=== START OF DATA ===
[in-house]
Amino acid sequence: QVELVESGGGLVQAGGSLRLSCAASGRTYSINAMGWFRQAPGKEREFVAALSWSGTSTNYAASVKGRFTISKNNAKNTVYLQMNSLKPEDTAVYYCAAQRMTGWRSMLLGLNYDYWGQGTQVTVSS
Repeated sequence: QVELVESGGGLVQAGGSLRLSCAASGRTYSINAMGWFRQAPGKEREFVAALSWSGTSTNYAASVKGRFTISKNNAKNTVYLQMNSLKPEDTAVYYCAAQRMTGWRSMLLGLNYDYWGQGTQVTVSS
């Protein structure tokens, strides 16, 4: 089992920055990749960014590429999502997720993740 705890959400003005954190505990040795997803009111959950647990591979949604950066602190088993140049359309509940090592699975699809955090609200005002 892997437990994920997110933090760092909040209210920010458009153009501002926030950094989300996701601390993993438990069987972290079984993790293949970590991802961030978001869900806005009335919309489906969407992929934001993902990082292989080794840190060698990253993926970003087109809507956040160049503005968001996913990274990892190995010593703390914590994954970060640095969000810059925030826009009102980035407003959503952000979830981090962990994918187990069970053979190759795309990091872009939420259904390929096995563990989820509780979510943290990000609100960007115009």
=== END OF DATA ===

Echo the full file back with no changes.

[in-house]
Amino acid sequence: QVELVESGGGLVQAGGSLRLSCAASGRTYSINAMGWFRQAPGKEREFVAALSWSGTSTNYAASVKGRFTISKNNAKNTVYLQMNSLKPEDTAVYYCAAQRMTGWRSMLLGLNYDYWGQGTQVTVSS
Repeated sequence: QVELVESGGGLVQAGGSLRLSCAASGRTYSINAMGWFRQAPGKEREFVAALSWSGTSTNYAASVKGRFTISKNNAKNTVYLQMNSLKPEDTAVYYCAAQRMTGWRSMLLGLNYDYWGQGTQVTVSS
């Protein structure tokens, strides 16, 4: 089992920055990749960014590429999502997720993740 705890959400003005954190505990040795997803009111959950647990591979949604950066602190088993140049359309509940090592699975699809955090609200005002 892997437990994920997110933090760092909040209210920010458009153009501002926030950094989300996701601390993993438990069987972290079984993790293949970590991802961030978001869900806005009335919309489906969407992929934001993902990082292989080794840190060698990253993926970003087109809507956040160049503005968001996913990274990892190995010593703390914590994954970060640095969000810059925030826009009102980035407003959503952000979830981090962990994918187990069970053979190759795309990091872009939420259904390929096995563990989820509780979510943290990000609100960007115009």